Senior English and Honors Senior English
On this page you'll find a brief overview of all my classes, both English and Yearbook; however, to view actual assignments you'll need to log into Canvas -- this is done from the school's homepage (look for an icon on the right side of the page that looks a bit like an orange sunburst). Every afternoon I post an announcement in Canvas telling what we did in class that day; parents can obtain a Canvas log-in through the guidance office.
The county's parent curriculum guide can be viewed with this link: https://www.cabarrus.k12.nc.us/Page/18646
The state's Standard Course of Study for English classes and other classes may be viewed with this link: http://www.dpi.state.nc.us/curriculum/languagearts/scos/
Senior English Overview
Senior English:The county tells us: English 4 consists of the study of British and Western Literature as well as a review of needed grammar, vocabulary, and the writing of a research literary paper. A thematic approach to the study of the literature is combined with the traditional chronological approach in an attempt to present the student with historical and cultural background for the various periods in literary achievement.
More specifically, in this class we will complete four major units of study, each intended to improve student reading, writing, grammar and vocabulary. These units are outlined on the semester syllabus, which may be viewed and printed using the link at the end of this column.Materials:Students need a composition notebook (not a spiral-bound notebook) and writing utensils; all books will be provided. The Canvas computer program will be used almost every day, and students who prefer to work with a mouse might like to bring one of their own. Also, a flashdrive is useful but not required.Exam:English 4 concludes with a North Carolina common final exam. Students cannot exempt the exam.Class syllabus:
Honors Senior English Overview
Honors Senior English:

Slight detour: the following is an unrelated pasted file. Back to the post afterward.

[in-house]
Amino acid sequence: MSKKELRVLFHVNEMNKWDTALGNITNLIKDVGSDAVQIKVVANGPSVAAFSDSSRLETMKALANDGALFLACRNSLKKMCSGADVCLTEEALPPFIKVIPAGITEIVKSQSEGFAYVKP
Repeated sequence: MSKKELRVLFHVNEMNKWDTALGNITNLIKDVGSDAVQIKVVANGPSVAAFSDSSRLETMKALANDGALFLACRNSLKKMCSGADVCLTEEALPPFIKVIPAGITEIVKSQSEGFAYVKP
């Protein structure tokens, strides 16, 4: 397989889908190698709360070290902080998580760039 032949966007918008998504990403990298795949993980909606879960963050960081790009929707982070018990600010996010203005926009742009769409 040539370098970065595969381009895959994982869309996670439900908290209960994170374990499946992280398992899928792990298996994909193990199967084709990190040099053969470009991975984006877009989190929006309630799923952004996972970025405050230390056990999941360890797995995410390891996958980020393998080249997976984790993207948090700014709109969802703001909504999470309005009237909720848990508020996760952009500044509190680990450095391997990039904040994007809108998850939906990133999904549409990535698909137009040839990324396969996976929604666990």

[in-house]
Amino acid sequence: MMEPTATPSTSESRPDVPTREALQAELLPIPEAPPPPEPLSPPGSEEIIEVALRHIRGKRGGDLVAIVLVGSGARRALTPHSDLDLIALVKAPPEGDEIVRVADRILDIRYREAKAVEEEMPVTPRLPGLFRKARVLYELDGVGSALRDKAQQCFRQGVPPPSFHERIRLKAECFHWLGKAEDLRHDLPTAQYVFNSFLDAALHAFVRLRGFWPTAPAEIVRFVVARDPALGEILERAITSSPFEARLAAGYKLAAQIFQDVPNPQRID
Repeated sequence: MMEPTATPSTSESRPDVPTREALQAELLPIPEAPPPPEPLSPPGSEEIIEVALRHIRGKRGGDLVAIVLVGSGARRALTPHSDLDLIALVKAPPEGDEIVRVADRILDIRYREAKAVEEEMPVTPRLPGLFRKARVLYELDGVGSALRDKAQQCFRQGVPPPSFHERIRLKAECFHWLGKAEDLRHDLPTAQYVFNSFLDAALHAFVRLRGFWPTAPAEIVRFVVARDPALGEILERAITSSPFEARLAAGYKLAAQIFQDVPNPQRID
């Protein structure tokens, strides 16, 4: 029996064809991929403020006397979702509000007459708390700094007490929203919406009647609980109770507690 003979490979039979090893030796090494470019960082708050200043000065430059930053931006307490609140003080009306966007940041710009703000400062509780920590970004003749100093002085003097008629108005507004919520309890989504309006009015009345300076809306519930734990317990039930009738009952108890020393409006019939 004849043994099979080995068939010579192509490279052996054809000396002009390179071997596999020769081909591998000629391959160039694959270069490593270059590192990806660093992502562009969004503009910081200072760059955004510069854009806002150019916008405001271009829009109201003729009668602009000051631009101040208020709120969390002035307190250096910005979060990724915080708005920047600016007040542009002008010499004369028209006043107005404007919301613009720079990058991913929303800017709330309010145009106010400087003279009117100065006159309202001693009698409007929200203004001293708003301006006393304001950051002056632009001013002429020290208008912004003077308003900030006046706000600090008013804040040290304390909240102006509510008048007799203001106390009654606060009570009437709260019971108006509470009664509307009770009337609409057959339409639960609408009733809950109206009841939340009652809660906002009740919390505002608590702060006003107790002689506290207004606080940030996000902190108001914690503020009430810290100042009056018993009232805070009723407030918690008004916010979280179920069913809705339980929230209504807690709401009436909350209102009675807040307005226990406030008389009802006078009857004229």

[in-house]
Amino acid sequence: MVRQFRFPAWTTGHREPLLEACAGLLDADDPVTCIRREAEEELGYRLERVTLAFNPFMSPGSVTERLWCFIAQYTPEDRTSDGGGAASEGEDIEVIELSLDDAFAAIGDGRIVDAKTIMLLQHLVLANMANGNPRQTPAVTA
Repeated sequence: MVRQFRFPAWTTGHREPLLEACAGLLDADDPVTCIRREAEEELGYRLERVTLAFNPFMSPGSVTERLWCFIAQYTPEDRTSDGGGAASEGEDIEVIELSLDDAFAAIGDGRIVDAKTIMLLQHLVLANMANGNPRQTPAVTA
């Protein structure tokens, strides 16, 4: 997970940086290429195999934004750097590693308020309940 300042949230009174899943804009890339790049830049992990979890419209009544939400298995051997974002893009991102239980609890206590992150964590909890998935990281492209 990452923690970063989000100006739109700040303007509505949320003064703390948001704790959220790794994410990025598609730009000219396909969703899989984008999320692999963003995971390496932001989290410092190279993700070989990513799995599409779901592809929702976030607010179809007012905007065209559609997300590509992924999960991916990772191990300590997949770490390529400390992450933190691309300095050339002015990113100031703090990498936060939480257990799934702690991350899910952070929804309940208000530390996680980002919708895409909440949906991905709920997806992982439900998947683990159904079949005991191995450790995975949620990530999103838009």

English IV Honors is an in-depth study of British and Western literature as well as composition, a review of needed grammar, vocabulary, and the completion of a research paper. A thematic approach to the study of literature is combined with the traditional chronological approach in an attempt to present the student with historical and cultural background for the various periods in literary achievment.
In Honors English IV, we will study world literature grouped into four major themes that focus on an aspect of the individual's impact on society. As we analyze this literature, we will use and develop skills in making inferences to better understand the literature, apply the themes to other contexts, and create our own pieces of literature. In the Honors English IV course, students will experience added rigor from the more intense preparation for critical reading, thinking, and wriwting at the college and university level.
Standards and Objectives
To prepare students for the rigors of academic work at the college and university level, this course will especially emphasize
- independent management of projects
- locating and vetting quality research sources
- writing concisely in an academic setting
Cabarrus County Schools uses North Carolina's English IV curriculum to devise the four basic units of study as well as focuses on skills for each unit. If you would like to review the maps, click here. While English IV classes at all levels follow this same set of units, the Honors level course requires students to move at a faster pace and to manage projects more independently and with less scaffolding. To see more about the pacing of this particular course at Robinson, click here here.